Salesforce (CRM) is getting some big work done before year-end.
The CRM giant said Tuesday after market close that it would acquire Slack (WORK) in a cash and stock deal valuing the workplace communications service at $27.7 billion.
"Stewart [Slack CEO Stewart Butterfield] and his team have built one of the most beloved platforms in enterprise software history, with an incredible ecosystem around it,” said Marc Benioff, Salesforce chairman and CEO. “This is a match made in heaven. Together, Salesforce and Slack will shape the future of enterprise software and transform the way everyone works in the all-digital, work-from-anywhere world. I’m thrilled to welcome Slack to the Salesforce Ohana once the transaction closes.”
“Salesforce started the cloud revolution, and two decades later, we are still tapping into all the possibilities it offers to transform the way we work. The opportunity we see together is massive,” Slack co-founder and CEO Stewart Butterfield said. “As software plays a more and more critical role in the performance of every organization, we share a vision of reduced complexity, increased power and flexibility, and ultimately a greater degree of alignment and organizational agility. Personally, I believe this is the most strategic combination in the history of software, and I can’t wait to get going.”
The tie-up between the two is hardly a surprise.
Slack shares have had a chilly reception to its past two earnings reports, so Salesforce swooping in at more attractive valuations makes sense.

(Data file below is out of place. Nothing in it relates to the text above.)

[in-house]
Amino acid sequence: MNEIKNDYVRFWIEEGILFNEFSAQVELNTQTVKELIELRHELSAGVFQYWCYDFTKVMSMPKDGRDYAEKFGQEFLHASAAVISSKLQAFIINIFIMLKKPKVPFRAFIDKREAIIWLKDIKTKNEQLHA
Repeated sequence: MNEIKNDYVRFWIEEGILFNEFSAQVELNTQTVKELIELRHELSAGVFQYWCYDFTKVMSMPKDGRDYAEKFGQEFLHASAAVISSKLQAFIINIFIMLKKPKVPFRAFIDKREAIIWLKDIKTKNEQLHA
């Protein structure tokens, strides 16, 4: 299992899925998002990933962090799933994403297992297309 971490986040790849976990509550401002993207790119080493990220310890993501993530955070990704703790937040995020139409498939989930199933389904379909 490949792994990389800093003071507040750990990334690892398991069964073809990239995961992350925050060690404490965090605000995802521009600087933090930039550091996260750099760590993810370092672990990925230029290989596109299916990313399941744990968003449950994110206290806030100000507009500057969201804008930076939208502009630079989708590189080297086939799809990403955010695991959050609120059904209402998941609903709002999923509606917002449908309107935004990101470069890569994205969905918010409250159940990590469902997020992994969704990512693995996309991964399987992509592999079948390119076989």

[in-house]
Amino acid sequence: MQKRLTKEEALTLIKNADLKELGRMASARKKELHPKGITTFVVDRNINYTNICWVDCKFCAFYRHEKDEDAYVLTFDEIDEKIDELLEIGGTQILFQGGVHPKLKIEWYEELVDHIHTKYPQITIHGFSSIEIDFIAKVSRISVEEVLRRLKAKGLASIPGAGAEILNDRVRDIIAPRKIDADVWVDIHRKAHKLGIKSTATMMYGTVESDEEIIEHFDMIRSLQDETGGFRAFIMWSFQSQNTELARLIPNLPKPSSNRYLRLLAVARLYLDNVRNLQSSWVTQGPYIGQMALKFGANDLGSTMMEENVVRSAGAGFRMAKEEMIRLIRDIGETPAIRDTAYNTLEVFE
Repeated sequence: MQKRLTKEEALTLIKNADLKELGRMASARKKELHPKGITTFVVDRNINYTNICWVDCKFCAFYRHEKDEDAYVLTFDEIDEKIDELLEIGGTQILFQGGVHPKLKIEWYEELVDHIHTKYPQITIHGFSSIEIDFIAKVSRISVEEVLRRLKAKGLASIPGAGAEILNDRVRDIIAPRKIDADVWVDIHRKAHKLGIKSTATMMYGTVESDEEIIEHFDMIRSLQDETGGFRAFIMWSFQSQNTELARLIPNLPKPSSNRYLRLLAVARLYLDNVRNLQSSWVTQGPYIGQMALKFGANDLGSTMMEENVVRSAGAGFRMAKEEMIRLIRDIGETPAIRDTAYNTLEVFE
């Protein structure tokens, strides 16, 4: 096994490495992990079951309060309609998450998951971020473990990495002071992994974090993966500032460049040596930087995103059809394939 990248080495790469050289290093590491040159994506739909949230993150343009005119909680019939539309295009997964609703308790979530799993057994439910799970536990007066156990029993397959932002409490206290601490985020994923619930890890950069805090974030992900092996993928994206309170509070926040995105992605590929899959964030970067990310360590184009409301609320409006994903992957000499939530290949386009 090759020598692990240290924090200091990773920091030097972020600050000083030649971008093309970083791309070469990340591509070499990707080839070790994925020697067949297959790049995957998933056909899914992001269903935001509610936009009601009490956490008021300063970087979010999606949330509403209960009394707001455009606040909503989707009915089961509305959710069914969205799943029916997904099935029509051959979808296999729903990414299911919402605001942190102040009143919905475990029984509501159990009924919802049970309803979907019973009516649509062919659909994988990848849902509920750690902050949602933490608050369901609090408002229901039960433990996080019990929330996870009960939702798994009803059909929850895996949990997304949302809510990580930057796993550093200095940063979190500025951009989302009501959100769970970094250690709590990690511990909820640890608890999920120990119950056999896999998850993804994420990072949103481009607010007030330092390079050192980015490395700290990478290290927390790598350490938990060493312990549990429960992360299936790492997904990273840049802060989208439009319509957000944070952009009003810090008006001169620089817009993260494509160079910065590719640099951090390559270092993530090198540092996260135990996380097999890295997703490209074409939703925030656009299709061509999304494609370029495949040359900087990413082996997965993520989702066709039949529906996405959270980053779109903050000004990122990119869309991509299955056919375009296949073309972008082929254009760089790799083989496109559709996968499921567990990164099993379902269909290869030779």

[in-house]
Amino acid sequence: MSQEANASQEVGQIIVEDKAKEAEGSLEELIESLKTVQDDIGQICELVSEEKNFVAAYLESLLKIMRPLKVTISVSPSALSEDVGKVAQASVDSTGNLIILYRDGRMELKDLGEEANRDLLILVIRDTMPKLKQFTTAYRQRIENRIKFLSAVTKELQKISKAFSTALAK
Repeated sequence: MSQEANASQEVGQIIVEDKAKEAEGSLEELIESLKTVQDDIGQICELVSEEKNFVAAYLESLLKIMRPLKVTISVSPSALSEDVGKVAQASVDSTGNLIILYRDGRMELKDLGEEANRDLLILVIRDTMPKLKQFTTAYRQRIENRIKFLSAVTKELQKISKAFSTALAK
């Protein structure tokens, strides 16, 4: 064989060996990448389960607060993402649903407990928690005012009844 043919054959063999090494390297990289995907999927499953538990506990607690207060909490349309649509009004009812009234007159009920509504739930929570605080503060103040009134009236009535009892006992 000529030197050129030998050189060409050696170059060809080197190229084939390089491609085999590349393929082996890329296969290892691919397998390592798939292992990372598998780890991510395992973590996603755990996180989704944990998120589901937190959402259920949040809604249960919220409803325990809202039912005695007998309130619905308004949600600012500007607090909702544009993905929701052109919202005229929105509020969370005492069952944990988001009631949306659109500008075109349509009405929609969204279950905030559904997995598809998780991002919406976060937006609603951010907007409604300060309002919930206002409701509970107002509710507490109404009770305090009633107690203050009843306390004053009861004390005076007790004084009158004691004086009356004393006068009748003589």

But to watchers of the Slack story in 2020, it’s one that has left bullish investors wanting for more amid the rampant shift to work from home during COVID-19.
First, the company has seen a cooling in its closely watched calculated billings growth. Slack has blamed the slowdown on some of its small business customers being hurt by COVID-19. The company has loosened contract structures and extended credits to help them out. But the slowdown has only fed angst on the Street that Microsoft (MSFT) Teams’ ascent is weighing on Slack’s growth potential.
“The lurking competitive issue for Slack in our opinion remains the stalwart out of Redmond. To this point, we believe the company will have significant difficulty further penetrating the core enterprise market and Microsoft installed base given the significant competitive offering from Microsoft's Teams product that could slow growth going forward quicker than the Street is anticipating, despite the COVID driven tailwinds,” warned Wedbush tech analyst Dan Ives.
Meantime, despite impressive growth this year in paid customers amidst the pandemic — notably among large corporations — and a host of new innovations to retain existing clients, Slack still expects to post a net loss this fiscal year. It’s unclear when Slack will turn a profit, which is something that has weighed on the minds of Wall Street in recent months.
From their late May high for the year to just before the deal speculation, Slack shares were down 25%.
Slack joining forces with a beast like Salesforce would address a lot of these issues, rather quickly.
Salesforce could help easily scale up Slack to more high-paying corporate customers in a major challenge to the momentum at Teams. That alone would bring Slack likely to the doorstep of a sustainably profitable business. All of the sweeteners of being under the Salesforce umbrella would only strengthen the profit potential of the communications platform.
An earlier version of this article was originally published on November 25, 2020.
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